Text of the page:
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Chinese New Year (Yuan Tuan)

New beginnings and looking forward to the future.

by Caroline Donne

Suitable for Whole School (Sec)


Date varies from year to year - please check for details.


  • New beginnings.
  • Looking forward to the future.


  • Chinese New Year is a spring festival and has been celebrated for over 3,000 years. Originally, it was a festival during which farmers hoped for a good harvest in the year to come. It is linked to the lunar calendar and the first day of the New Year always has a new moon.
  • Before the festival, there is a period of preparation when houses are cleaned, lucky red decorations are hung over doors and around rooms, and new clothes are bought. Debts and business accounts are settled before New Year’s Day. Ancestor worship is very important in Chinese culture, and the period before New Year is especially a time to remember ancestors.
  • The festival can last up to 15 days, but is usually celebrated over three days. Shops and businesses are usually shut and people gather in family groups and visit friends. It’s a time of religious reflection and great fun with the giving of gifts, flowers, sweets and lucky money, as well as feasting, dragon dances and fireworks.

Preparation and materials

You could have available:

  • a traditional Chinese red envelope for lucky money
  • a picture of a ragon dance
  • a dragon mask

Show these at appropriate times in the assembly.


  1. Remind the students of the new year celebrations they may have had this year. What did they do? Using the background material, explain that for many Chinese people today is the first day of their new year. They’ve been looking forward to it over the last few weeks and getting their houses ready for the celebrations. These preparations include putting up big red decorations (red is thought to be a lucky colour), hanging two-line messages with ‘New Year Good Wishes’ around the doors, cleaning the house and buying new clothes. It’s also a time when Chinese people visit temples and remember their ancestors. Explain that for many Chinese people, respect for parents and for elderly people is very important.
  2. Explain that today, the first day of the new year, everyone wishes everyone else ‘Happy New Year’, much as we do on 1 January. It’s a time to be thankful for the last year, to look forward to what may happen this year and to hope that it will be a good one. Children are given special little red envelopes with ‘lucky money’ inside. Families will meet together to eat special food and wear new clothes. In some places, dumplings are a favourite New Year food and they have a variety of fillings, each of which have a different meaning. For example, dumplings filled with sugar will bring a sweet life. Sometimes there’s money inside the dumplings.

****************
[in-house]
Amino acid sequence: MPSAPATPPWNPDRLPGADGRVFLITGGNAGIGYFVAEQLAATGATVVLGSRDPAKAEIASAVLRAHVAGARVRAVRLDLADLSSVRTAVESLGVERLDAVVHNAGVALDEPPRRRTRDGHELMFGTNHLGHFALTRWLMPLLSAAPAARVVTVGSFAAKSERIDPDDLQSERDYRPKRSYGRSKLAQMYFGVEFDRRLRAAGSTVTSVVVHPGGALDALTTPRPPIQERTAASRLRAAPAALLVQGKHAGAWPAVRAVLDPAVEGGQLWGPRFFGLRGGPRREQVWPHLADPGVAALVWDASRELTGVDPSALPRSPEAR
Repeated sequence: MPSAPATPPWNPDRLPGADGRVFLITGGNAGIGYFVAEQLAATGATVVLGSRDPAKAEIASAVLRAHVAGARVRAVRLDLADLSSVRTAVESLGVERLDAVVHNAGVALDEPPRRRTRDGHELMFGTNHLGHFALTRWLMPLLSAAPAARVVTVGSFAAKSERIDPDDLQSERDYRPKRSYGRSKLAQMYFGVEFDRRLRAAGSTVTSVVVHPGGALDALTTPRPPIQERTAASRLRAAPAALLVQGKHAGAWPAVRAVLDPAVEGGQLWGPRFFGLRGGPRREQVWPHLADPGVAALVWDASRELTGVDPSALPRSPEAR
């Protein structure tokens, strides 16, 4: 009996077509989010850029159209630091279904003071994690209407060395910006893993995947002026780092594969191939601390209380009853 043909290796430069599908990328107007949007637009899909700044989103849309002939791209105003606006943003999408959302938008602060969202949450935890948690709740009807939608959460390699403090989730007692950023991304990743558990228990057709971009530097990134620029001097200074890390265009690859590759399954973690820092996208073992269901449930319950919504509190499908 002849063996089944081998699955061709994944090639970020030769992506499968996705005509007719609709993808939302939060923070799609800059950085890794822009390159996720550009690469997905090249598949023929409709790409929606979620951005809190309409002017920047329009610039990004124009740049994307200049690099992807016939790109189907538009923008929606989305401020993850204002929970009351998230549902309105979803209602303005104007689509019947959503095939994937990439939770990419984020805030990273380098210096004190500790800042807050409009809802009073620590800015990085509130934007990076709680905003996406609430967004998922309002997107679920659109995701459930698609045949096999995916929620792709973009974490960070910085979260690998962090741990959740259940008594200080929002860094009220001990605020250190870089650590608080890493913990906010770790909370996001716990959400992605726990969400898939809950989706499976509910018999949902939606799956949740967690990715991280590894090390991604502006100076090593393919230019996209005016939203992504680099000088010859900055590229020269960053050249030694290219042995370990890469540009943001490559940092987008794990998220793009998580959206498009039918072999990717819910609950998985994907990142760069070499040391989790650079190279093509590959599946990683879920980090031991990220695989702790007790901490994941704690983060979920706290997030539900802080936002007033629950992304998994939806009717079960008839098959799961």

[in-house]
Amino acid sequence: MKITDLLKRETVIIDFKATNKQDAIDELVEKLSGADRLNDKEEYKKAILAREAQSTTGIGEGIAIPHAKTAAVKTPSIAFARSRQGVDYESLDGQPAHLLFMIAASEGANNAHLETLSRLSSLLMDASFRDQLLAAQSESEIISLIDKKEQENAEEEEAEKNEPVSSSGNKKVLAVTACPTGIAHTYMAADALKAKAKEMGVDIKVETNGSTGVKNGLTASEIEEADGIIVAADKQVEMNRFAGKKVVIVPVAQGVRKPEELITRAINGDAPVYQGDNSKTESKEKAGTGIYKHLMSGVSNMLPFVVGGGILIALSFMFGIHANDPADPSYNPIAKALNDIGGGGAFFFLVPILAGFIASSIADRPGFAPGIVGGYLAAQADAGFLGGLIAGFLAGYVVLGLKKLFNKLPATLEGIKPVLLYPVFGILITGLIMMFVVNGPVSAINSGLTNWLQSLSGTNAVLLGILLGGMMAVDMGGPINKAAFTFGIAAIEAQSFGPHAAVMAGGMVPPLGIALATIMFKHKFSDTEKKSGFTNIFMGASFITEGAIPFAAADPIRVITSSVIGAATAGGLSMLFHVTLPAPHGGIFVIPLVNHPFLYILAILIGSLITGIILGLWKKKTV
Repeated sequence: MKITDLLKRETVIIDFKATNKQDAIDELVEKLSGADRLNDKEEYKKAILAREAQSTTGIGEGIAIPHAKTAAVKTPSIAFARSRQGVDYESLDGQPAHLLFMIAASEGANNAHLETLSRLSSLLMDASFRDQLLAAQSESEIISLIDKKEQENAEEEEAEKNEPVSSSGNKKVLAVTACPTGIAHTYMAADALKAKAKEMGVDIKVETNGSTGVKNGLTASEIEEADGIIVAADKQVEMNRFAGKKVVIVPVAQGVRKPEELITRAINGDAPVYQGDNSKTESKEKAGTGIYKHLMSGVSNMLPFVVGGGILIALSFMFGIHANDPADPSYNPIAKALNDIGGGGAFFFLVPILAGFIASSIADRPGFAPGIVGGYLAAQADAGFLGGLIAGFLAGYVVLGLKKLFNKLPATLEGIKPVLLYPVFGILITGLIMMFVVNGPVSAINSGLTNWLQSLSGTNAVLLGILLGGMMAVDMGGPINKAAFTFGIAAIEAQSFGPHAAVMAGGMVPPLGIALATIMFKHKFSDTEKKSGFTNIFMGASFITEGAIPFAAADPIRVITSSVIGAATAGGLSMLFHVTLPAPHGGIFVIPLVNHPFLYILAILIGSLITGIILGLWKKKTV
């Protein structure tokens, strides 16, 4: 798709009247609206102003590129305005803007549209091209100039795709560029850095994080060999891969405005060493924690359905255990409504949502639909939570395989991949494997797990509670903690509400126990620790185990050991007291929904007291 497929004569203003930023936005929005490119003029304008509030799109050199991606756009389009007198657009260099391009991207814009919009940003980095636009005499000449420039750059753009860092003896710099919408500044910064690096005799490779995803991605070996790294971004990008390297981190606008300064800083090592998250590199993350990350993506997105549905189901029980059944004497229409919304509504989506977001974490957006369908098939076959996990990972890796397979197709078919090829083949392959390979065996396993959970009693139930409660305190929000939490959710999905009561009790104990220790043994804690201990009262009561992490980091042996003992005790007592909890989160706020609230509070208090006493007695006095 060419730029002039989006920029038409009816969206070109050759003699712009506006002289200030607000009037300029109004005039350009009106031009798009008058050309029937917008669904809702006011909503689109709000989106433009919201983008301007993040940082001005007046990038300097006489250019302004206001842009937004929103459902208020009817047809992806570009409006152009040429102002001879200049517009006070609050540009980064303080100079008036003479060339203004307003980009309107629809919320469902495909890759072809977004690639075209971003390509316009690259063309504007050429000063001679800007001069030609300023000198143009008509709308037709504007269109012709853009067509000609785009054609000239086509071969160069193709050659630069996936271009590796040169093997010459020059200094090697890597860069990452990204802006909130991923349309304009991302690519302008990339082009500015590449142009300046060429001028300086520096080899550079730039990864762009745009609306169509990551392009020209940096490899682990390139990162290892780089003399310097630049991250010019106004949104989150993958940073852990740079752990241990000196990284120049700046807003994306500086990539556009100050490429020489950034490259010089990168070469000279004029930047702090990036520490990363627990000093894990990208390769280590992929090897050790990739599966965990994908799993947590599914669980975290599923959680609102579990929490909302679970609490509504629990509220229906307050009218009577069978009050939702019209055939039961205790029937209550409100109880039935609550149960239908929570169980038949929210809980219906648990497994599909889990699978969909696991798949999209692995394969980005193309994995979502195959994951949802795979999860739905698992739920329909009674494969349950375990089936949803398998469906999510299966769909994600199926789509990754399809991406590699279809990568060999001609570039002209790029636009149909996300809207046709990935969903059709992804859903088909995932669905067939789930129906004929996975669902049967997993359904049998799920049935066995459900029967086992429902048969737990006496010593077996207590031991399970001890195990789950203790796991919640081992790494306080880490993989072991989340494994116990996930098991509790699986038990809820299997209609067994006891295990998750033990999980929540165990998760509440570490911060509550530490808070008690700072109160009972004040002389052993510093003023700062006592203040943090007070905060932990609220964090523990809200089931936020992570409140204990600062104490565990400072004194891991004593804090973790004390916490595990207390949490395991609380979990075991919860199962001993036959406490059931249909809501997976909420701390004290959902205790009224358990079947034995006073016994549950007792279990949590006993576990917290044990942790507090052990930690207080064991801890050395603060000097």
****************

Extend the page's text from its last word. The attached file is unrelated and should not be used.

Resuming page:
3. Explain that there are also things that you can’t do on Chinese New Year’s Day. Knives and scissors are not used because they are thought to be unlucky. So if you need a haircut, you must have it done before the New Year festival! During this time everyone tries to be very kind and friendly to everyone else.
  4. Point out that animals are very important too. In China, every year has the name of an animal. There are 12 important animals, so each animal has its turn once every 12 years. Find out what this year’s animal is and talk about its qualities – see and .
  5. Explain that the celebrations will go on after today. Chinese New Year can be a noisy time too, because people light firecrackers. In days gone by, this was thought to chase away ghosts and monsters.

    There’s a lot of dancing too. People get together in teams for these dances. One of the most well known is the dragon dance, where one person wears a dragon mask, and the people following on behind, under a long piece of cloth, are the dragon’s tail. There can be twenty or thirty people inside the tail. Dragons were thought to be friendly and helpful and that’s why people dress up as dragons today.

Focus on the themes

Recap on the things that are important in Chinese New Year: spending time with family and friends, being kind to one another, hoping for enough food to eat and enough money to live on, remembering people who have died.

Time for reflection

Play some restful Chinese music and/or light a candle to signify that this is a special time.

You could read out the following Chinese wish of hope for the future: ‘May your happiness be as wide as the East Sea.’

Go on to invite the children to think about two things that they would like for their friends and family this year and two good things that they seek for the world this year.

Publication date: July 2013   (Vol.15 No.7)    Published by SPCK, London, UK.
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